Using Camera Phones to Improve Reference in the Archives and Library
Today I received an email reference request and over the course of 20 minutes, located four helpful resources (2 printed, 2 microfilm) in the Archives and Library. I took snapshots with my iPhone, emailed the photos to myself, then composed a reply describing the content of the photos and forwarded everything to the researcher.
The image to the right is all the detail I’m looking to provide at this early stage of the researcher/resource conversation.
Beware, this is one of those revelations that is completely obvious once it has happened: Being able to email myself photos from speeds up reference and makes me more likely to send along more resources that I identify.
Ideally, I would be able to register that a digital surrogate exists for some library/archives resource, but that is exactly what tends to slow me down in the first place. It is the extreme quick and dirty approach that makes the whole process work. Doing “proper imaging” of resources bogs me down. The slowdown caused by the initial setup of the scanner or photo staging area lends itself to waiting until a threshold has been reached — say, once I have 20 things to scan (across different researchers), I will set aside time for a scanning session.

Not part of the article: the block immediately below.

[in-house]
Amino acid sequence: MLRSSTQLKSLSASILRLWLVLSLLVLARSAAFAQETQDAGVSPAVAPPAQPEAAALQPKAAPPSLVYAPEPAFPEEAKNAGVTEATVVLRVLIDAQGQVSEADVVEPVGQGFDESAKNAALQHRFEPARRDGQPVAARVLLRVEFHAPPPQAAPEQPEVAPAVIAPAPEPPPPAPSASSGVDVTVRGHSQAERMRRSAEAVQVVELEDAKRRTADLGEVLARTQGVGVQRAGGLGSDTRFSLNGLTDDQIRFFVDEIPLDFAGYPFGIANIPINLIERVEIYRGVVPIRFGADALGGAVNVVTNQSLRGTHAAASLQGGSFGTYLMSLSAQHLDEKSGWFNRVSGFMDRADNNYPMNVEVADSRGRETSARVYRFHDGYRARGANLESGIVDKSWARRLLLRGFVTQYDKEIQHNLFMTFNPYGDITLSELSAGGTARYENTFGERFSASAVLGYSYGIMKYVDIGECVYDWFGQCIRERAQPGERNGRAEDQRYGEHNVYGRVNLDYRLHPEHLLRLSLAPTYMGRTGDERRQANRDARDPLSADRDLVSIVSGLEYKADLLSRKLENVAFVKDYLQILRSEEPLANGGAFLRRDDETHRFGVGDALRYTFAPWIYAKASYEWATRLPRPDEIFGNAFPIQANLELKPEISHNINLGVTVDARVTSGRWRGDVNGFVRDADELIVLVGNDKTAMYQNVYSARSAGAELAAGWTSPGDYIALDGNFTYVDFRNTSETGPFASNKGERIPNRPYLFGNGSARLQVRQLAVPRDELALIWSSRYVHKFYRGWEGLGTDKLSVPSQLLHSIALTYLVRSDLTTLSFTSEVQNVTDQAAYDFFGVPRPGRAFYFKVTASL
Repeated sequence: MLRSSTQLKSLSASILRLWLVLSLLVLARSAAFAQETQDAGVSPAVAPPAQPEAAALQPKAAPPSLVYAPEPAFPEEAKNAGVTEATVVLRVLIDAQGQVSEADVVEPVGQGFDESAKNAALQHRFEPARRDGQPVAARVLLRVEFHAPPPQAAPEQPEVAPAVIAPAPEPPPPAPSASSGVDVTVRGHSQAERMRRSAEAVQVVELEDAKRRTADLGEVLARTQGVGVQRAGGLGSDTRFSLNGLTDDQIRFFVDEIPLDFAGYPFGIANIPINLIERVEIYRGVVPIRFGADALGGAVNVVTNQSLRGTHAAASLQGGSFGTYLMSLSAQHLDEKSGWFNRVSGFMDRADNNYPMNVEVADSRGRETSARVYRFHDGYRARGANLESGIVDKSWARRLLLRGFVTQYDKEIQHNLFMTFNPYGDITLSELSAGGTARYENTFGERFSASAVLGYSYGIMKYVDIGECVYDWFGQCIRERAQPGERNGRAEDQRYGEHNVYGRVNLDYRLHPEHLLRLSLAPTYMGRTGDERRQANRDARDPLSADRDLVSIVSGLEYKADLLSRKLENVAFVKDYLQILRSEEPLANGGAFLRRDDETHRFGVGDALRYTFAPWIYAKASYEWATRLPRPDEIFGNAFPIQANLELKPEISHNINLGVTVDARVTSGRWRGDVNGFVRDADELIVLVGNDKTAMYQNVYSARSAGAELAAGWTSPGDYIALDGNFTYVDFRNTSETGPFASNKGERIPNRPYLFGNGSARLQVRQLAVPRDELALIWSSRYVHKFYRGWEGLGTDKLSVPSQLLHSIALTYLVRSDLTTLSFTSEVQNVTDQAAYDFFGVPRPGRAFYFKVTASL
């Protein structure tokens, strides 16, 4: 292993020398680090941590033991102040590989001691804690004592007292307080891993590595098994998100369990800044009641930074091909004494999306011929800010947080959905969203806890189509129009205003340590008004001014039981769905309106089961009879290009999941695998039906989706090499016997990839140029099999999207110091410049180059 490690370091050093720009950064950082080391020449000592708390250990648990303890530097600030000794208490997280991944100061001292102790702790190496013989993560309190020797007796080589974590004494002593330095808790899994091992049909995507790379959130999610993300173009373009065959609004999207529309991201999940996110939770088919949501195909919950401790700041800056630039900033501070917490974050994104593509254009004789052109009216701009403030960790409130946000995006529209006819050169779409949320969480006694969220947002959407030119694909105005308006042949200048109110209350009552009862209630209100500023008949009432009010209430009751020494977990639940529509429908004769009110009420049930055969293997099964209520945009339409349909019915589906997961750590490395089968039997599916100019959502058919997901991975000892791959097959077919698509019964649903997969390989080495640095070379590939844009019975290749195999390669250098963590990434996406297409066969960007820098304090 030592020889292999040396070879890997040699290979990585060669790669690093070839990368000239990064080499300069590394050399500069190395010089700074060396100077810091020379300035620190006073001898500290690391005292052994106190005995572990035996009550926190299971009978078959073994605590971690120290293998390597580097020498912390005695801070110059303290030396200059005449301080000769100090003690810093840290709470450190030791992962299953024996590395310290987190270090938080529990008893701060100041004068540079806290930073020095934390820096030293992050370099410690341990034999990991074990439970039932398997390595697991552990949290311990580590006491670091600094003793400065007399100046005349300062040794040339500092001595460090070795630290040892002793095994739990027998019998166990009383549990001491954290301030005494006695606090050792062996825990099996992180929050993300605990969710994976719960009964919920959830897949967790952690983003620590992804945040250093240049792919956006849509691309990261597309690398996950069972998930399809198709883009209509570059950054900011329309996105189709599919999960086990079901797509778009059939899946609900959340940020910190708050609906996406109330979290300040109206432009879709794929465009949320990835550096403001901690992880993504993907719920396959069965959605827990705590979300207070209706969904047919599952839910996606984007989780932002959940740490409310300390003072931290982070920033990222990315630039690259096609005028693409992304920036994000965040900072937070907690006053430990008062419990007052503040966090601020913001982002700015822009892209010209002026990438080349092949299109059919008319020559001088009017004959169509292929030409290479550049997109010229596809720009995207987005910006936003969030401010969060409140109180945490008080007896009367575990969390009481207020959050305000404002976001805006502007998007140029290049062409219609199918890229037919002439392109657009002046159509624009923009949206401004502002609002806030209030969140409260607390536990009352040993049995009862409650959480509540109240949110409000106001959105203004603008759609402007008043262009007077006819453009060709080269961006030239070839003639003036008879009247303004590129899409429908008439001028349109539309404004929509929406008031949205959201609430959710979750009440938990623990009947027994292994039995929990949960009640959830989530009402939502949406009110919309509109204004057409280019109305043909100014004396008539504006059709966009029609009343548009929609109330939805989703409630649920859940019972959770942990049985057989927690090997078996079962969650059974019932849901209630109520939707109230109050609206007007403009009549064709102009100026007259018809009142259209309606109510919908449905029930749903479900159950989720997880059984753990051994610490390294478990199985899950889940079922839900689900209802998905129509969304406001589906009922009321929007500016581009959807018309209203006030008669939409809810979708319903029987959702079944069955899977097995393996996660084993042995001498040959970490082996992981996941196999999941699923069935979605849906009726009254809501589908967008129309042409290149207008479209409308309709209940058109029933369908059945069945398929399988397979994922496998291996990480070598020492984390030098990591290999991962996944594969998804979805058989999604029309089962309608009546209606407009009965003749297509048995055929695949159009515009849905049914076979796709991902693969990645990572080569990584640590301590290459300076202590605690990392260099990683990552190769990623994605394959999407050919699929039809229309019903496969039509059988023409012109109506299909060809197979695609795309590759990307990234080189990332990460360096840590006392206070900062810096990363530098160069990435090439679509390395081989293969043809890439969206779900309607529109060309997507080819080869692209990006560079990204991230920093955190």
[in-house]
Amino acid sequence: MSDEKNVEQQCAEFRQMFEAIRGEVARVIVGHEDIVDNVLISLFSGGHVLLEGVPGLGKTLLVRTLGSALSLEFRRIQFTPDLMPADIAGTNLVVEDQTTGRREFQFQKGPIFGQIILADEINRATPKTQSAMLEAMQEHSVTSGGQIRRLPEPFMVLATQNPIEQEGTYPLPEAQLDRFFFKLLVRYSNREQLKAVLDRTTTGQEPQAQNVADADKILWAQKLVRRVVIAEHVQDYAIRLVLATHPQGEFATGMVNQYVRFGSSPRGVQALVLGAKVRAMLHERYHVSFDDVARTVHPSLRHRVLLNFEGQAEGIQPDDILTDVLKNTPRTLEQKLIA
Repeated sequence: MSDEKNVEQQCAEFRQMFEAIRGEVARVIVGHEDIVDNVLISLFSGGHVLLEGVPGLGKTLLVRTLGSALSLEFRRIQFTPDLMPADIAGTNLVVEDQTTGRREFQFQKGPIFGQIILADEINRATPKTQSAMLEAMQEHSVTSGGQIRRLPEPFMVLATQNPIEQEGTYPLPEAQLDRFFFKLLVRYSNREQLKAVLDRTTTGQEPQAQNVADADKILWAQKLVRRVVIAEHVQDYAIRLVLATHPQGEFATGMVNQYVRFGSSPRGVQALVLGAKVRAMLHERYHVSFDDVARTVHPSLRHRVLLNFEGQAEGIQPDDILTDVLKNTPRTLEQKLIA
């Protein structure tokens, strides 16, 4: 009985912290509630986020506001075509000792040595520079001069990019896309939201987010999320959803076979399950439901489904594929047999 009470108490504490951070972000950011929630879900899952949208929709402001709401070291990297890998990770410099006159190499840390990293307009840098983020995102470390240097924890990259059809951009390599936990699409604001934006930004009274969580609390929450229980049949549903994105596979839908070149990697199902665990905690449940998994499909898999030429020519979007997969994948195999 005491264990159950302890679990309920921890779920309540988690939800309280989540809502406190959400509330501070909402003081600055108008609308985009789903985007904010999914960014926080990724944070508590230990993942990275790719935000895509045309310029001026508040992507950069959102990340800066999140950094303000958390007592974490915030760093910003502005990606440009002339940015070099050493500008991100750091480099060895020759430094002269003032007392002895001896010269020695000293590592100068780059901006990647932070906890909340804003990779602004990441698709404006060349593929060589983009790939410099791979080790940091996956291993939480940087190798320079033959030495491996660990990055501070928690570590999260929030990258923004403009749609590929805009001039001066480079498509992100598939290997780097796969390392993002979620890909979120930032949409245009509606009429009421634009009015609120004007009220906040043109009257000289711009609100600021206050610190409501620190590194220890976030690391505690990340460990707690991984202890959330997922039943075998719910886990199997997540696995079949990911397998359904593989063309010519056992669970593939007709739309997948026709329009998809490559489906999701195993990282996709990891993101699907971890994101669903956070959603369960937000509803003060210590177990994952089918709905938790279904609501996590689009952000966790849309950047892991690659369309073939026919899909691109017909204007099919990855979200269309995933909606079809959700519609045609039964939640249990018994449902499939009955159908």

The thing that drove me to escape this session-based imaging and changed my mental approach was researchers themselves. At least a 70% of our in-house researchers simply take reference snapshots of materials rather than making photocopies or requesting scans. I decided that if it was OK for them, it was OK for me to give to them. That is when I started taking quickie snapshots of everything with my point-and-shoot digital camera. But the transferring of photos to the computer also tended to cause a slowdown for me: the former scanning session slowdown morphed into an image transfer session slowdown — a smaller bottle-neck than before, but still a bottle-neck.
My new camera-phone approach has become:
- Find a resource
- Take snapshots with my phone (including any photos need for citation info)
- Email photos to my work email address (low-res is usually fine)
- Tweak file names to make sources clear
- Email snapshots to researcher
This approach has not only saved me hours of time but also improves the response time and thoroughness of reference requests.
While I do have an iPhone, this would certainly be true of any camera/phone that would allow for emailing or wireless image transfer. I’m interested in hearing what quick and dirty approaches others use.
[Add-on, March 29, 2010:] Just got this forwarded to me — “Capture and Release: Digital Cameras in the Reading Room” by Lisa Miller, Steven K. Galbraith, and the RLG Partnership Working Group on Streamlining Photography and Scanning: http://www.oclc.org/research/publications/library/2010/2010-05.pdf